Safety Tips

Safety Tips

Bicycling on Colorado's Roads

Bicyclists have all the rights and duties applicable to the drivers of any other vehicle and can be penalized for violating traffic laws.

  • Ride on the right, never ride against traffic
  • Ride in the right lane, except when passing another vehicle, preparing for a left turn or avoiding hazards
  • Ride on paved shoulders and bike lanes when present and free of hazards
  • Ride no more than two abreast, returning to single-file if riding two abreast would impede the flow of traffic
  • On curving canyon roads without bike lanes or shoulders, play it safe and ride single file
  • Obey traffic laws, signs, and signals
  • Use hand signals to indicate left or right turns, slowing or stopping
  • A headlight, side reflectors, and rear taillight or reflector are mandatory when riding at night. Though not legally required, the use of flashing LED front and rear lights when riding during the day can be an effective way to increase your visibility to other road users.
  • Make eye contact with drivers
  • Never assume motorists see you or that you have the right-of-way
  • We recommend wearing a helmet, gloves and glasses as passive safety equipment. The law in Colorado does not require the use of a helmet, but helmet use has been shown to prevent or mitigate head injuries.
  • Expect the unexpected; your first responsibility is to be safe

Multi-Use Trails

While Colorado has no statewide statues regulating multi-use trails, here is a list of suggested practices. Please be sure to obey any local regulations when using a multi-use trail.

  • Please use common sense and courtesy on the trail
  • Always ride, walk, and skate on the right side of the trail
  • Obey traffic control signs and markings on trail
  • Pass on the left, when the trail is clear of traffic
  • Give audible warning before overtaking other trail users
    • Ring your bike bell
    • Loudly and clearly call out "Passing"
  • Listen up! Headphones prevent you from hearing warnings
  • Use hand signals to indicate turns and stops
  • Do not stop on the trail, blocking other users
  • Ride single file so that other user may pass safely
  • Look for traffic before entering trail
  • Watch for the unexpected, especially with kids or dogs
  • Slow down when the trail is crowded, and travel at speeds that are safe and appropriate to trail conditions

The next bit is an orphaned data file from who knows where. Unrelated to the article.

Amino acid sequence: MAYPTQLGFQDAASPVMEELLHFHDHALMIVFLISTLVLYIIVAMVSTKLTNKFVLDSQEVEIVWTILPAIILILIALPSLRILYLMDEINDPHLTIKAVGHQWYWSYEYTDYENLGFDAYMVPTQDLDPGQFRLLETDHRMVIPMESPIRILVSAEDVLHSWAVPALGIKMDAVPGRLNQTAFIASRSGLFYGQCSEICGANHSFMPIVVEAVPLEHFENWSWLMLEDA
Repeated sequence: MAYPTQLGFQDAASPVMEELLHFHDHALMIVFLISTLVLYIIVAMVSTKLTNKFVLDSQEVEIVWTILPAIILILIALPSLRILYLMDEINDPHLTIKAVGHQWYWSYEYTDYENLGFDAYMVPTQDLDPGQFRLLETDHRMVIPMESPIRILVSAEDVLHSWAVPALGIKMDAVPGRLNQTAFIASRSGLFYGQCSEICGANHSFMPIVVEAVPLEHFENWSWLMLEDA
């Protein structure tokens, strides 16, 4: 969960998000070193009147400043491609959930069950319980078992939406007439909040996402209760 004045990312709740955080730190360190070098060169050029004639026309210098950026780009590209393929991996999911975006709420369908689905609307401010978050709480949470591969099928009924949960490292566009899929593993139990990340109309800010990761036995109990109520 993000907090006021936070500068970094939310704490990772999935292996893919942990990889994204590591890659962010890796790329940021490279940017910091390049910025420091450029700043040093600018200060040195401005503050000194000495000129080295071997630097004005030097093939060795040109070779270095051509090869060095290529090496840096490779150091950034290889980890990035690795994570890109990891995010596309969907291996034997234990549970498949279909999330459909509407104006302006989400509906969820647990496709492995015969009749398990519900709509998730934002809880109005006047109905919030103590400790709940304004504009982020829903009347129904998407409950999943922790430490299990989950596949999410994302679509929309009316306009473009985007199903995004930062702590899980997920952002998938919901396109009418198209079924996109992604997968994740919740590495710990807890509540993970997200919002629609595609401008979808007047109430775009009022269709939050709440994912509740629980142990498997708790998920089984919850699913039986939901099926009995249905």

IMBA's Rules of the Trail

The way we ride today shapes mountain bike trail access tomorrow. Do your part to preserve and enhance our sport's access and image by observing the following rules of the trail, formulated by IMBA, the International Mountain Bicycling Association. These rules are recognized around the world as the standard code of conduct for mountain bikers. IMBA's mission is to promote mountain bicycling that is environmentally sound and socially responsible.

Ride On Open Trails Only.

Respect trail and road closures (ask if uncertain); avoid trespassing on private land; obtain permits or other authorization as may be required. Federal and state Wilderness areas are closed to cycling. The way you ride will influence trail management decisions and policies.

Leave No Trace.

Be sensitive to the dirt beneath you. Recognize different types of soils and trail construction; practice low-impact cycling. Wet and muddy trails are more vulnerable to damage. When the trailbed is soft, consider other riding options. This also means staying on existing trails and not creating new ones. Don't cut switchbacks. Be sure to pack out at least as much as you pack in.

Control Your Bicycle!

Inattention for even a second can cause problems. Obey all bicycle speed regulations and recommendations.

Always Yield Trail.

Let your fellow trail users know you're coming. A friendly greeting or bell is considerate and works well; don't startle others. Show your respect when passing by slowing to a walking pace or even stopping. Anticipate other trail users around corners or in blind spots. Yielding means slow down, establish communication, be prepared to stop if necessary and pass safely.

Never Scare Animals.

All animals are startled by an unannounced approach, a sudden movement, or a loud noise. This can be dangerous for you, others, and the animals. Give animals extra room and time to adjust to you. When passing horses use special care and follow directions from the horseback riders (ask if uncertain). Running cattle and disturbing wildlife is a serious offense. Leave gates as you found them, or as marked.

Plan Ahead.

Know your equipment, your ability, and the area in which you are riding — and prepare accordingly. Be self-sufficient at all times, keep your equipment in good repair, and carry necessary supplies for changes in weather or other conditions. A well-executed trip is a satisfaction to you and not a burden to others. Always wear a helmet and appropriate safety gear.

Keep trails open by setting a good example of environmentally sound and socially responsible off-road cycling.